Nationwide — In recent months, many acts of police brutality have been captured on video from people using their cellphones. But there’s a big question circulating across the country of whether or not this is legal. Chris Eskew, a defense attorney in Indianapolis, answered these questions in a recent interview with The Indianapolis Star.
Q: What are citizens’ rights when it comes to filming in public?
A: “As long as you’re in public and you’re not harassing anyone, you’re able to film what is going on around you. If you see police brutality or an individual committing a crime, you should be able to film that. It’s very important that when people are recording the police, they not interfere with officers’ duties. Keep distance and don’t interfere with what’s going on.”
Q: If I’m taking a video of a fight or of police activity, can law enforcement take my phone right then and there?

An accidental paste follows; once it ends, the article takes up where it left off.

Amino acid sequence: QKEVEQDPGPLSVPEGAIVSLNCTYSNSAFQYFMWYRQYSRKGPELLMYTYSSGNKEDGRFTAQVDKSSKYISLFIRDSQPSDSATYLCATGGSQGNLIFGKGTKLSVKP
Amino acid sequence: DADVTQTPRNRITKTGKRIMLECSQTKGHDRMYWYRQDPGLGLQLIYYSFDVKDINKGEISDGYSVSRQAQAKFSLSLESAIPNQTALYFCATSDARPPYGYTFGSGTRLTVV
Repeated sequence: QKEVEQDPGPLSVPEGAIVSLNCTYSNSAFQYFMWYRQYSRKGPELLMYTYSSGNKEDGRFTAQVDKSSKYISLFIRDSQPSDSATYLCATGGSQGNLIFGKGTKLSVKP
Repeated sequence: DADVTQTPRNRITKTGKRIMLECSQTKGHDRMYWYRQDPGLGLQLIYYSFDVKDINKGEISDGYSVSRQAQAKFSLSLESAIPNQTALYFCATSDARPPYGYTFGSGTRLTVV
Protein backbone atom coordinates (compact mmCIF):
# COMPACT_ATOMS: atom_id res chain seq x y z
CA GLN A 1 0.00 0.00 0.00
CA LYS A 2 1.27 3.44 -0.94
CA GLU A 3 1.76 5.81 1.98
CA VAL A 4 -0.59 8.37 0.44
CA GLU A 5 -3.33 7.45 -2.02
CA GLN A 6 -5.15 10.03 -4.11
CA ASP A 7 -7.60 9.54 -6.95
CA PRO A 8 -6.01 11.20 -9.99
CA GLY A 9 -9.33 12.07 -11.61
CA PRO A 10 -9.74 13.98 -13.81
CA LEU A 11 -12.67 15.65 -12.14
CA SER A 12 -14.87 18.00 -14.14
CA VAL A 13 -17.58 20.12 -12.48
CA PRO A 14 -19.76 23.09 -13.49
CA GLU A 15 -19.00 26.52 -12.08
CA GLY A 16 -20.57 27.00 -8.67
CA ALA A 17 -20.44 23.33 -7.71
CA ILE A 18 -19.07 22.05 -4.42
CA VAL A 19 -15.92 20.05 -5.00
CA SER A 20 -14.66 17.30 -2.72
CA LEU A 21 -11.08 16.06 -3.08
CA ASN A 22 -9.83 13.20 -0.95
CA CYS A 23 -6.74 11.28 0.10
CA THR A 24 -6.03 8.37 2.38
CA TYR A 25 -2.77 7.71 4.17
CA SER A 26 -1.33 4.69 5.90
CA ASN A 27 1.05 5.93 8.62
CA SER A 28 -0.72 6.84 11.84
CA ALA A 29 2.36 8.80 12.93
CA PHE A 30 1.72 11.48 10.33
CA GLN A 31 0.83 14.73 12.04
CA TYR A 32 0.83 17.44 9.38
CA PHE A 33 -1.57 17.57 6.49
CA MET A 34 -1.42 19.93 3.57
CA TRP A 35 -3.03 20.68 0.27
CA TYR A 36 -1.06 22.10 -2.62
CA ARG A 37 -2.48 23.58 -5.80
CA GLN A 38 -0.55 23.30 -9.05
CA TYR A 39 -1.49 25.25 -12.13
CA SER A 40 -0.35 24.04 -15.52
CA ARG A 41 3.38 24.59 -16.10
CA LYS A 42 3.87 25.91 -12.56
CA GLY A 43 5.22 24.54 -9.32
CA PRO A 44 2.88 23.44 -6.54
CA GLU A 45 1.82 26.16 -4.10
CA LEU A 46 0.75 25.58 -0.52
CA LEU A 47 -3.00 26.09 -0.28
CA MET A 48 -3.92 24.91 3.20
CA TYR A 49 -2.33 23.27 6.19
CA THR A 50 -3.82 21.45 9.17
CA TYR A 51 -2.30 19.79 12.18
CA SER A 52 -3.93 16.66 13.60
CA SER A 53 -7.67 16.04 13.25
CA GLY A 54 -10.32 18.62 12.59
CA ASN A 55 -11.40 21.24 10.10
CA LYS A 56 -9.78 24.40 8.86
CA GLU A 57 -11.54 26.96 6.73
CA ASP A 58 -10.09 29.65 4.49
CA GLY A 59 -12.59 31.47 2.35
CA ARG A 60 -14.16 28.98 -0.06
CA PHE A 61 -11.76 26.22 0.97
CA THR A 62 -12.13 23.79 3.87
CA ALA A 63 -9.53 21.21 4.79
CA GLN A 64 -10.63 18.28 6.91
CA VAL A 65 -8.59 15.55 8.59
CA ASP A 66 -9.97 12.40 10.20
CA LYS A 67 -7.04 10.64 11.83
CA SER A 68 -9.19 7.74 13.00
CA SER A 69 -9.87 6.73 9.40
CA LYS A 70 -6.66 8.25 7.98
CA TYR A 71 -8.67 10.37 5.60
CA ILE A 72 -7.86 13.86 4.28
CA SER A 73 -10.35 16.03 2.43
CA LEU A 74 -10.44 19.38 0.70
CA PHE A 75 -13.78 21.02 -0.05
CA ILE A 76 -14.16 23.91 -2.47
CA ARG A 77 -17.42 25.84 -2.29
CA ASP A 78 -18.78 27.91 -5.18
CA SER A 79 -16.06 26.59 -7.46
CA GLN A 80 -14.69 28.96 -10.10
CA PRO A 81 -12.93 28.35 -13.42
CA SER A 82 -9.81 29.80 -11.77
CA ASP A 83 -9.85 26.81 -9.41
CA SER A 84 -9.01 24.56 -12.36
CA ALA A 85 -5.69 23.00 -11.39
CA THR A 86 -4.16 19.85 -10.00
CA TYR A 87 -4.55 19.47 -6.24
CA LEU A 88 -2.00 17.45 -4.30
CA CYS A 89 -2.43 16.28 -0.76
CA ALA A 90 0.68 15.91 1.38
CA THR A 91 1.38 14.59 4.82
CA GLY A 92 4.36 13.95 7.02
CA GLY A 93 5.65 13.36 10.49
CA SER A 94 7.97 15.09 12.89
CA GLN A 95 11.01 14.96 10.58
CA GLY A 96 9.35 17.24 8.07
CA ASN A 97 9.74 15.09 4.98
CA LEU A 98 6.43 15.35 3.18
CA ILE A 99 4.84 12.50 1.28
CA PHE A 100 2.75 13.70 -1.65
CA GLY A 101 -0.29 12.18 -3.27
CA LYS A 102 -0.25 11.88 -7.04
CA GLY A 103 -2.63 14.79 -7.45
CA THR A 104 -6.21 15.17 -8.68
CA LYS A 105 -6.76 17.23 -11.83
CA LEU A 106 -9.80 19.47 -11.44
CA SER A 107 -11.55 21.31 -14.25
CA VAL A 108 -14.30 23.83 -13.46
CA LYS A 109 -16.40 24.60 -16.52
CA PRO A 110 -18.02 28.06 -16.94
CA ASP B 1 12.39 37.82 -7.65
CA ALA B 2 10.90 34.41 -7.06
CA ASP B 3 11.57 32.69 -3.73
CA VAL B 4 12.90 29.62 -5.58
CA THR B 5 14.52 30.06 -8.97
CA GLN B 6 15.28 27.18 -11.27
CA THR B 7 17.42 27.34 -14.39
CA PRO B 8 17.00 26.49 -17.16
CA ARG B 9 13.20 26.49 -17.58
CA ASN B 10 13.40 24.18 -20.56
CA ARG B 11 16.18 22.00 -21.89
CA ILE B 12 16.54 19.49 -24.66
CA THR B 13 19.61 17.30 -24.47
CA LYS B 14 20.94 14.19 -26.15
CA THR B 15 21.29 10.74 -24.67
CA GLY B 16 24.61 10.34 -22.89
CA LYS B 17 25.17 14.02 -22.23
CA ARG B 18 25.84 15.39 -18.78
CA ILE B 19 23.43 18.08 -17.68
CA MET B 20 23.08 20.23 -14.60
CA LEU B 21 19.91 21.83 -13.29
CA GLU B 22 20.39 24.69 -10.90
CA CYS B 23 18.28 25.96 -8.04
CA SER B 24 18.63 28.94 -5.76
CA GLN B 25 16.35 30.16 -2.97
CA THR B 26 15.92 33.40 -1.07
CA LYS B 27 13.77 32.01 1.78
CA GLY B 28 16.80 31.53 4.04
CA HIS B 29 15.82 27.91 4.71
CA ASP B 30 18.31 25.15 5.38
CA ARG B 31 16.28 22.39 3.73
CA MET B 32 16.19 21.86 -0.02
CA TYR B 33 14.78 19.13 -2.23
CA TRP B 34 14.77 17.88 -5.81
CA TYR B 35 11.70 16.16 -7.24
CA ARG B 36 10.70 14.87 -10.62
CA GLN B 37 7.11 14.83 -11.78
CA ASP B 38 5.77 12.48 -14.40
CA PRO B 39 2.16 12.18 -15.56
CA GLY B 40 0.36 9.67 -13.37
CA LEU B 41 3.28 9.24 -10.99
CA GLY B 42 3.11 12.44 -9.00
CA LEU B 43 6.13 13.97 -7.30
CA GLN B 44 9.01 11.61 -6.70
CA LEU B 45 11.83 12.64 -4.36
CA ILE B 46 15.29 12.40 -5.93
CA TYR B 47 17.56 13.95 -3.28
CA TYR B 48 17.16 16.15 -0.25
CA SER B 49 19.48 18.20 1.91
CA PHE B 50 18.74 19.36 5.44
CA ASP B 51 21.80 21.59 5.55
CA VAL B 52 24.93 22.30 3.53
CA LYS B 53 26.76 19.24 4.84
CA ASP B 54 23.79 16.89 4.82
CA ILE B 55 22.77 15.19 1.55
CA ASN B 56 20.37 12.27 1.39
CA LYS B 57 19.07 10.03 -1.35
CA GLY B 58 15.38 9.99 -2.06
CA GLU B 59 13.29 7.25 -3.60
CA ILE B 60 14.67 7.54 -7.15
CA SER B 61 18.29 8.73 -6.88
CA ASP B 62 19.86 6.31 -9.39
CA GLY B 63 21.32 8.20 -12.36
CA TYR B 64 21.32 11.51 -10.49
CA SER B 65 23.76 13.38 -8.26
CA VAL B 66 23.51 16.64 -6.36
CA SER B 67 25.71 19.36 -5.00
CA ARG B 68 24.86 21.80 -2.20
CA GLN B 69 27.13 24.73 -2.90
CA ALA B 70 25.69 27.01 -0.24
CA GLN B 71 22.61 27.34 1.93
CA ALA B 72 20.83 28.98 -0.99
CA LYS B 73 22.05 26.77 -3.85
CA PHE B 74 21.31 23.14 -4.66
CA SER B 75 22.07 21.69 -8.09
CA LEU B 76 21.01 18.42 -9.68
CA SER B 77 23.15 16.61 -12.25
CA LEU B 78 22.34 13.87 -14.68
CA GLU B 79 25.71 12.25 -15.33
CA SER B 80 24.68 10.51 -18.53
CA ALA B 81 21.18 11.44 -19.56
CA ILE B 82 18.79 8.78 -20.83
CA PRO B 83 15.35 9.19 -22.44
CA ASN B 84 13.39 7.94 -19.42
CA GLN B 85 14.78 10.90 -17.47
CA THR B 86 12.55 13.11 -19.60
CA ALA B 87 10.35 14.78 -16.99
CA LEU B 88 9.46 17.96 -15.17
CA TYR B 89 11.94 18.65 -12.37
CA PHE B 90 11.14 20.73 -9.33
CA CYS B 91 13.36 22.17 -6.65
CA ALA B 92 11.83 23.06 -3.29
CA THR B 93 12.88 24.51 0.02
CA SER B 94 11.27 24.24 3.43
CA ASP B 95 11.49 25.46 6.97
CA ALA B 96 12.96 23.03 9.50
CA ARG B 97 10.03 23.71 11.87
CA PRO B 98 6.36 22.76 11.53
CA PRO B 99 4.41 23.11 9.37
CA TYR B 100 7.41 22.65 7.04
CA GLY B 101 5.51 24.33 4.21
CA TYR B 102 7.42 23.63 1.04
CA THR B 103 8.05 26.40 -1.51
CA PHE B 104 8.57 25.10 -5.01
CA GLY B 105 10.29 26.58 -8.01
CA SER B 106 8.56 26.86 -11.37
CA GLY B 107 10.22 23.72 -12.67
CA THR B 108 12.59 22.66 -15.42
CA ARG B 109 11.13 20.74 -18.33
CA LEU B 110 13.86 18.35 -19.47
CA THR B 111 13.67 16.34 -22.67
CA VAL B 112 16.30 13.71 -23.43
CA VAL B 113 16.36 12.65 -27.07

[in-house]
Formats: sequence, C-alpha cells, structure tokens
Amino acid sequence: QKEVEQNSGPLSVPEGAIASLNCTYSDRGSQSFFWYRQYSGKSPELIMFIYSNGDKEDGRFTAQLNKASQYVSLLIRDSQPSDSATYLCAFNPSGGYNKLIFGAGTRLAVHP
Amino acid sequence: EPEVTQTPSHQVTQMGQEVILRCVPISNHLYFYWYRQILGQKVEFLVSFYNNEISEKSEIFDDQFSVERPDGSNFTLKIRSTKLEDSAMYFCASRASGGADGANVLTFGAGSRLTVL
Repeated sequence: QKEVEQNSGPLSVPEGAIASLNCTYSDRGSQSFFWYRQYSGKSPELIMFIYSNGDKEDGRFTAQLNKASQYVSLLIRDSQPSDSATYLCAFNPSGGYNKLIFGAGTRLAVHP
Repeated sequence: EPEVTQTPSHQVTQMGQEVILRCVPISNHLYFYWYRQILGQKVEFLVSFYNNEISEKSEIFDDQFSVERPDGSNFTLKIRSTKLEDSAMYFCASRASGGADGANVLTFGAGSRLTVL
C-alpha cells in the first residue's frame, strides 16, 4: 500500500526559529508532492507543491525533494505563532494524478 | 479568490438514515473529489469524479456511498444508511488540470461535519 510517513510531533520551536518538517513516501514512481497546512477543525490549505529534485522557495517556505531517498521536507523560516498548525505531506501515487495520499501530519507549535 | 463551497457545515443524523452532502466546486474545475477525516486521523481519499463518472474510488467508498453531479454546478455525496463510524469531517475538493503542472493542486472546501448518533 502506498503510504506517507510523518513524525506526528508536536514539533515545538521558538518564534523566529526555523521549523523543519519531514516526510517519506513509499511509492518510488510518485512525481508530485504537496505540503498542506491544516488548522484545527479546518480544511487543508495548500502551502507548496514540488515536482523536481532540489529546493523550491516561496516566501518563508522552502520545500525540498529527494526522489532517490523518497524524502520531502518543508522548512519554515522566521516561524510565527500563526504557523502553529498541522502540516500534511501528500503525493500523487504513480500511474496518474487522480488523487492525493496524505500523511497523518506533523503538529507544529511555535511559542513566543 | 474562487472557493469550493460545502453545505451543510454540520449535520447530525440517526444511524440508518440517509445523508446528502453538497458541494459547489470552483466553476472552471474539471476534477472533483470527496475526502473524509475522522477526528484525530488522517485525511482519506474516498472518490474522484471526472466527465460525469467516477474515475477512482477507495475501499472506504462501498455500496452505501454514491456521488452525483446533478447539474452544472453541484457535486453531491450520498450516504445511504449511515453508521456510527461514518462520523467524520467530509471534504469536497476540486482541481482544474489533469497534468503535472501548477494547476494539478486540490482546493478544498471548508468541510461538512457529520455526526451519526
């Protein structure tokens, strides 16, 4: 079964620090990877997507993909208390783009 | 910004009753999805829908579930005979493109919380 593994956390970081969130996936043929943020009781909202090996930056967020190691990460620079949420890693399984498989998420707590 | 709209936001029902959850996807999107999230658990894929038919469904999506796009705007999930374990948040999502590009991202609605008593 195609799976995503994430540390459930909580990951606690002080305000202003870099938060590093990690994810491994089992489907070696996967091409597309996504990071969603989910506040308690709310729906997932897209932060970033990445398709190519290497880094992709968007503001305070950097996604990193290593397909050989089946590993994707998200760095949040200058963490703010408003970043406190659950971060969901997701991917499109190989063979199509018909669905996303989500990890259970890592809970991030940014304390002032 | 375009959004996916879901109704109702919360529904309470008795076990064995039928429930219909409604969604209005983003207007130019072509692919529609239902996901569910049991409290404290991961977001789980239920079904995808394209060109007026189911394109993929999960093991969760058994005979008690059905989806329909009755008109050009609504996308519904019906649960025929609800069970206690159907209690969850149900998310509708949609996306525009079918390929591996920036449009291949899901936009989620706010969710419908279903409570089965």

A: “Police cannot take or even open up anyone’s smartphone without a warrant. The Constitution protects us against illegal search and seizure.”
Q: Can police seize and search the phone of a person they have arrested or suspect of a crime?
A: “If you’re arrested and your phone is on you, they can take it, but they can’t search it without a warrant.”
Q: Are amateur videos permissible in court as evidence?
A: “It can (be admitted as evidence), as long as proper evidentiary foundations are laid and someone can testify when it was taken. Every piece of evidence has to have evidentiary foundation.”
Q: Can a person who’s pulled over by police ask the officer if he or she can film the traffic stop?
A: “If you’re holding the phone, most officers will not be OK with that. You can ask, but they’ll probably say, ‘Keep your hands where I can see them.'”
To learn more about Attorney Chris Eskew and his law firm, visit www.eskewlaw.com